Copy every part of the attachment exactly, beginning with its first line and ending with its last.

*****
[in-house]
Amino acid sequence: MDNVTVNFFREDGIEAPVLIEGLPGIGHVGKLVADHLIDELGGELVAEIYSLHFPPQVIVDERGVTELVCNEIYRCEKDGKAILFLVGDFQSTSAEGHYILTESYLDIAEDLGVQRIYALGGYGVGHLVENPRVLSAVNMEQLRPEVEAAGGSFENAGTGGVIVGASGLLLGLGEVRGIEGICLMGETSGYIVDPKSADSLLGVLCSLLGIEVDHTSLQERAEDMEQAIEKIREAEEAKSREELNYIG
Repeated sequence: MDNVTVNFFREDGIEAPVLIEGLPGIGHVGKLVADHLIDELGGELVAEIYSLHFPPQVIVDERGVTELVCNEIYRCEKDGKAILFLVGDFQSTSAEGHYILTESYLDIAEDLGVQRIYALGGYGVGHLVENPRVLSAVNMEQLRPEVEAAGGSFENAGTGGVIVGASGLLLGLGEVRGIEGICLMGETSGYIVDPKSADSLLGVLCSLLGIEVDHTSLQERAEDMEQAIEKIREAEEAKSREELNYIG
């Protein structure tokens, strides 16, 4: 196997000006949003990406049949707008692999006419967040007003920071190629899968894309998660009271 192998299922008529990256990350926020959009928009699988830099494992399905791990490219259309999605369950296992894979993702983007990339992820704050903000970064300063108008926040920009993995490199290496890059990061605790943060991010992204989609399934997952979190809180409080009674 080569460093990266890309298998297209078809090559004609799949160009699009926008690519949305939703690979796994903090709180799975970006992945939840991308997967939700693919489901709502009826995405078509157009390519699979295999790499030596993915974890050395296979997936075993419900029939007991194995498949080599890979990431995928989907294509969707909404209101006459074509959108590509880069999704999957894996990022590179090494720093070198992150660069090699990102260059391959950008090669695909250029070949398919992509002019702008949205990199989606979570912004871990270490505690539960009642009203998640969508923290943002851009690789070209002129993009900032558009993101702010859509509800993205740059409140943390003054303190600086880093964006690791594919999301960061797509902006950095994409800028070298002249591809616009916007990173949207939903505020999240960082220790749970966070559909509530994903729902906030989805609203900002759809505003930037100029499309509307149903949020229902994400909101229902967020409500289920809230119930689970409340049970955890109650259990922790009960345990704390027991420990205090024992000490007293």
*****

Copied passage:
[in-house]
Amino acid sequence: MDNVTVNFFREDGIEAPVLIEGLPGIGHVGKLVADHLIDELGGELVAEIYSLHFPPQVIVDERGVTELVCNEIYRCEKDGKAILFLVGDFQSTSAEGHYILTESYLDIAEDLGVQRIYALGGYGVGHLVENPRVLSAVNMEQLRPEVEAAGGSFENAGTGGVIVGASGLLLGLGEVRGIEGICLMGETSGYIVDPKSADSLLGVLCSLLGIEVDHTSLQERAEDMEQAIEKIREAEEAKSREELNYIG
Repeated sequence: MDNVTVNFFREDGIEAPVLIEGLPGIGHVGKLVADHLIDELGGELVAEIYSLHFPPQVIVDERGVTELVCNEIYRCEKDGKAILFLVGDFQSTSAEGHYILTESYLDIAEDLGVQRIYALGGYGVGHLVENPRVLSAVNMEQLRPEVEAAGGSFENAGTGGVIVGASGLLLGLGEVRGIEGICLMGETSGYIVDPKSADSLLGVLCSLLGIEVDHTSLQERAEDMEQAIEKIREAEEAKSREELNYIG
């Protein structure tokens, strides 16, 4: 196997000006949003990406049949707008692999006419967040007003920071190629899968894309998660009271 192998299922008529990256990350926020959009928009699988830099494992399905791990490219259309999605369950296992894979993702983007990339992820704050903000970064300063108008926040920009993995490199290496890059990061605790943060991010992204989609399934997952979190809180409080009674 080569460093990266890309298998297209078809090559004609799949160009699009926008690519949305939703690979796994903090709180799975970006992945939840991308997967939700693919489901709502009826995405078509157009390519699979295999790499030596993915974890050395296979997936075993419900029939007991194995498949080599890979990431995928989907294509969707909404209101006459074509959108590509880069999704999957894996990022590179090494720093070198992150660069090699990102260059391959950008090669695909250029070949398919992509002019702008949205990199989606979570912004871990270490505690539960009642009203998640969508923290943002851009690789070209002129993009900032558009993101702010859509509800993205740059409140943390003054303190600086880093964006690791594919999301960061797509902006950095994409800028070298002249591809616009916007990173949207939903505020999240960082220790749970966070559909509530994903729902906030989805609203900002759809505003930037100029499309509307149903949020229902994400909101229902967020409500289920809230119930689970409340049970955890109650259990922790009960345990704390027991420990205090024992000490007293």